A dam is a barrier designed and constructed to contain the flow of water. It is often built in conjunction with a hydroelectric power station to provide electricity.
Dams are built for purposes such as generating hydroelectricity, creating recreational areas, minimizing flood risks, diverting water for irrigation, and providing water for towns and cities.
The type of dam built in any given situation depends on factors such as the intended purpose, environmental considerations, available finances and the location.
Different types of dams include masonry dams, embankment dams and arch-gravity dams.
Beavers create their own dams from sticks and mud as protection from predators and also to help provide easy access to food.
Dams are huge engineering projects that require vast financial resources. For example, the construction of the Itaipu Dam on the border of Brazil and Paraguay (completed in 1984) cost around US$20 billion.
Built along the Colorado River between 1931 and 1936, The Hoover Dam reaches 726 feet in height (221 metres).
When the Hoover Dam was completed it was both the world’s largest concrete structure and largest hydroelectric power station.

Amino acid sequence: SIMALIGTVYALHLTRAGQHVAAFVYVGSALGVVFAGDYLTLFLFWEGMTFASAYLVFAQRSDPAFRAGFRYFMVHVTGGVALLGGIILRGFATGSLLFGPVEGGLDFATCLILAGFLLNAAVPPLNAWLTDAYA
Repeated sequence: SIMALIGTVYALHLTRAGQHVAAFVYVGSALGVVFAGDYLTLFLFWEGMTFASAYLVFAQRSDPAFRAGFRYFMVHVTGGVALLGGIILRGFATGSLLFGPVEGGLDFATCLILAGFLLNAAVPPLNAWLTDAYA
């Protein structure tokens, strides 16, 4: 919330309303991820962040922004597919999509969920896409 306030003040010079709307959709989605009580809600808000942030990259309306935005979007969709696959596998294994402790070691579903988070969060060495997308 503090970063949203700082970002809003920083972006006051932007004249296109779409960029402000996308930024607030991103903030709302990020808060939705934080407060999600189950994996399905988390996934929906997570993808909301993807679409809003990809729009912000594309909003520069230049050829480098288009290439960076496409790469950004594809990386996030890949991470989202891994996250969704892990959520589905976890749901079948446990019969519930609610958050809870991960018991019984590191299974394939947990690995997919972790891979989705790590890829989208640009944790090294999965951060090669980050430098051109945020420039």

The Hoover Dam is made of enough concrete to make a two lane highway from New York to San Francisco, that’s around 4000 miles (2500 kilometres).
As of 2010, the tallest dam in the world is Nurek Dam in Tajikistan. Completed in 1980, it reaches 300 metres (984 feet) in height.
Many dam failures have occurred in the past, these disasters can cause significant damage and threaten lives.
In 1889 a failure of the South Fork Dam near Johnstown, Pennsylvania, USA, killed over 2200 people.
In 1975, the Banqiao Dam in China was among many dams that were destroyed after the extreme rains of Typhoon Nina. It is estimated that between 90000 and 230000 lives were lost as a result of the Banqiao Dam breaking.